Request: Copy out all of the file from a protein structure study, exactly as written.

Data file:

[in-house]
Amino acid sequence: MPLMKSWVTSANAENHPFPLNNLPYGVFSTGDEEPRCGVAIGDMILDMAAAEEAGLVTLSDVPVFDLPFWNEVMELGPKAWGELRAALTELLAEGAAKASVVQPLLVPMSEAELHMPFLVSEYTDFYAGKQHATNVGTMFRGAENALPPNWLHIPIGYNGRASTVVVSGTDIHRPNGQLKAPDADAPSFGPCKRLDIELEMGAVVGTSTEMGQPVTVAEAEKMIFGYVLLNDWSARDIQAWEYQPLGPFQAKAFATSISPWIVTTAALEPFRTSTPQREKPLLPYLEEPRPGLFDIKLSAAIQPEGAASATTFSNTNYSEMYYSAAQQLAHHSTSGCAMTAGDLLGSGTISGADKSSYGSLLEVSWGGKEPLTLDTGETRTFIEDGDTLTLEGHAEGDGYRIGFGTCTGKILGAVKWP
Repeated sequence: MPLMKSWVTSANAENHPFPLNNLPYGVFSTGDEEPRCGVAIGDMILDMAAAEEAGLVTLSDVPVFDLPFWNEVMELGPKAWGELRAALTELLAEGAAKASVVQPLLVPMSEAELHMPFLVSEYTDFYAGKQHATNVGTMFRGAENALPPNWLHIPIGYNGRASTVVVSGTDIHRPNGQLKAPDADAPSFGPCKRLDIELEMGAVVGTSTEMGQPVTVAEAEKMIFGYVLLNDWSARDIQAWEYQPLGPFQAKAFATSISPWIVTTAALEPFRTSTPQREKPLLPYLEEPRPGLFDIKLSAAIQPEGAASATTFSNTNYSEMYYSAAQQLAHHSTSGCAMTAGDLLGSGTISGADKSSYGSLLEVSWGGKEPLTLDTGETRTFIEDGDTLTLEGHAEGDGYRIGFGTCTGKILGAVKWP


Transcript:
[in-house]
Amino acid sequence: MPLMKSWVTSANAENHPFPLNNLPYGVFSTGDEEPRCGVAIGDMILDMAAAEEAGLVTLSDVPVFDLPFWNEVMELGPKAWGELRAALTELLAEGAAKASVVQPLLVPMSEAELHMPFLVSEYTDFYAGKQHATNVGTMFRGAENALPPNWLHIPIGYNGRASTVVVSGTDIHRPNGQLKAPDADAPSFGPCKRLDIELEMGAVVGTSTEMGQPVTVAEAEKMIFGYVLLNDWSARDIQAWEYQPLGPFQAKAFATSISPWIVTTAALEPFRTSTPQREKPLLPYLEEPRPGLFDIKLSAAIQPEGAASATTFSNTNYSEMYYSAAQQLAHHSTSGCAMTAGDLLGSGTISGADKSSYGSLLEVSWGGKEPLTLDTGETRTFIEDGDTLTLEGHAEGDGYRIGFGTCTGKILGAVKWP
Repeated sequence: MPLMKSWVTSANAENHPFPLNNLPYGVFSTGDEEPRCGVAIGDMILDMAAAEEAGLVTLSDVPVFDLPFWNEVMELGPKAWGELRAALTELLAEGAAKASVVQPLLVPMSEAELHMPFLVSEYTDFYAGKQHATNVGTMFRGAENALPPNWLHIPIGYNGRASTVVVSGTDIHRPNGQLKAPDADAPSFGPCKRLDIELEMGAVVGTSTEMGQPVTVAEAEKMIFGYVLLNDWSARDIQAWEYQPLGPFQAKAFATSISPWIVTTAALEPFRTSTPQREKPLLPYLEEPRPGLFDIKLSAAIQPEGAASATTFSNTNYSEMYYSAAQQLAHHSTSGCAMTAGDLLGSGTISGADKSSYGSLLEVSWGGKEPLTLDTGETRTFIEDGDTLTLEGHAEGDGYRIGFGTCTGKILGAVKWP